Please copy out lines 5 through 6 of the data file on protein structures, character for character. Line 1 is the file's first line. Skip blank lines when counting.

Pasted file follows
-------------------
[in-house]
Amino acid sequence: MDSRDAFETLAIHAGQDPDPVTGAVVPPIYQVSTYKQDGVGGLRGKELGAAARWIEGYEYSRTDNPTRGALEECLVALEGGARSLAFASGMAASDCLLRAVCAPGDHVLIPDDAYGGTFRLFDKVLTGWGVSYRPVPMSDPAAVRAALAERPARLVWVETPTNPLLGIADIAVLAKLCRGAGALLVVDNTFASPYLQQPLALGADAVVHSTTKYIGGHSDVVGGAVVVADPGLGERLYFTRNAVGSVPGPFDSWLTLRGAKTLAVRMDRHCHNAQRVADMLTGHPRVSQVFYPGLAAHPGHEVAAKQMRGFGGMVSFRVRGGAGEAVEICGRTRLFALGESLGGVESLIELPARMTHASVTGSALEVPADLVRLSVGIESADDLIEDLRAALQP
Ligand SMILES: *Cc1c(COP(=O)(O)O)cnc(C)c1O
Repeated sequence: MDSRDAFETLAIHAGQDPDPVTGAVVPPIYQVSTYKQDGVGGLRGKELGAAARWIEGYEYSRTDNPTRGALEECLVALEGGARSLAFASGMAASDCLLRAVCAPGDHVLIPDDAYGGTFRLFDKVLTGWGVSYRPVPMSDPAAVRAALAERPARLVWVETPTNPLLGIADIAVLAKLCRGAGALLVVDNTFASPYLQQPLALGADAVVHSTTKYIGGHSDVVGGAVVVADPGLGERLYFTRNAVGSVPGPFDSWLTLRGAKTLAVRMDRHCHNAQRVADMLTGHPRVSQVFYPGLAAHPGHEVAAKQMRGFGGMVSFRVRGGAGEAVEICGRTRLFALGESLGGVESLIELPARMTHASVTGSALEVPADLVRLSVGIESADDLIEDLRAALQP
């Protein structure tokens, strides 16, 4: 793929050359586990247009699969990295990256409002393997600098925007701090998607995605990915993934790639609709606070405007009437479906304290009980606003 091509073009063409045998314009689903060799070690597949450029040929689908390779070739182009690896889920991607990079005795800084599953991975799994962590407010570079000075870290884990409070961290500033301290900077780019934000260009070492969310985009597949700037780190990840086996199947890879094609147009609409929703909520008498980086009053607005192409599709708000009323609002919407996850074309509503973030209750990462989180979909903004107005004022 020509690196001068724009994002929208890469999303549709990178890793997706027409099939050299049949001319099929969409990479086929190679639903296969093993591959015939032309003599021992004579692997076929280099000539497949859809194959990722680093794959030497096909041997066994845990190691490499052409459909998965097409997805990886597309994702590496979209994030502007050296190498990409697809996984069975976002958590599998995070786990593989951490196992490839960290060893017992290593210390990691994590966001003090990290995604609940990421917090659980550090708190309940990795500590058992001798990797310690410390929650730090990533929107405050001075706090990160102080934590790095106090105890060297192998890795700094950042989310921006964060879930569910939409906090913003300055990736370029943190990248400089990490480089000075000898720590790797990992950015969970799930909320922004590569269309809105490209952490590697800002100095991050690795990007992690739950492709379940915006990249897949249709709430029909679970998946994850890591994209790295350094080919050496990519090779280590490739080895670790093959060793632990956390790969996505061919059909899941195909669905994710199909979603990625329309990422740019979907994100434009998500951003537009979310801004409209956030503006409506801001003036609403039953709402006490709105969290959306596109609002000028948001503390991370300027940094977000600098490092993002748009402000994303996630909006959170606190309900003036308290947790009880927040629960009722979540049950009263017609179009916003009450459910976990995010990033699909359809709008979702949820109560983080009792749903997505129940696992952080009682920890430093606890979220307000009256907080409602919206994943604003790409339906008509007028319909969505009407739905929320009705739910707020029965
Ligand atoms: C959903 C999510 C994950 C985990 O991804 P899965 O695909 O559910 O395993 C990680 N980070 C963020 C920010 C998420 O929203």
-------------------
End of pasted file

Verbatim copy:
């Protein structure tokens, strides 16, 4: 793929050359586990247009699969990295990256409002393997600098925007701090998607995605990915993934790639609709606070405007009437479906304290009980606003 091509073009063409045998314009689903060799070690597949450029040929689908390779070739182009690896889920991607990079005795800084599953991975799994962590407010570079000075870290884990409070961290500033301290900077780019934000260009070492969310985009597949700037780190990840086996199947890879094609147009609409929703909520008498980086009053607005192409599709708000009323609002919407996850074309509503973030209750990462989180979909903004107005004022 020509690196001068724009994002929208890469999303549709990178890793997706027409099939050299049949001319099929969409990479086929190679639903296969093993591959015939032309003599021992004579692997076929280099000539497949859809194959990722680093794959030497096909041997066994845990190691490499052409459909998965097409997805990886597309994702590496979209994030502007050296190498990409697809996984069975976002958590599998995070786990593989951490196992490839960290060893017992290593210390990691994590966001003090990290995604609940990421917090659980550090708190309940990795500590058992001798990797310690410390929650730090990533929107405050001075706090990160102080934590790095106090105890060297192998890795700094950042989310921006964060879930569910939409906090913003300055990736370029943190990248400089990490480089000075000898720590790797990992950015969970799930909320922004590569269309809105490209952490590697800002100095991050690795990007992690739950492709379940915006990249897949249709709430029909679970998946994850890591994209790295350094080919050496990519090779280590490739080895670790093959060793632990956390790969996505061919059909899941195909669905994710199909979603990625329309990422740019979907994100434009998500951003537009979310801004409209956030503006409506801001003036609403039953709402006490709105969290959306596109609002000028948001503390991370300027940094977000600098490092993002748009402000994303996630909006959170606190309900003036308290947790009880927040629960009722979540049950009263017609179009916003009450459910976990995010990033699909359809709008979702949820109560983080009792749903997505129940696992952080009682920890430093606890979220307000009256907080409602919206994943604003790409339906008509007028319909969505009407739905929320009705739910707020029965
Ligand atoms: C959903 C999510 C994950 C985990 O991804 P899965 O695909 O559910 O395993 C990680 N980070 C963020 C920010 C998420 O929203």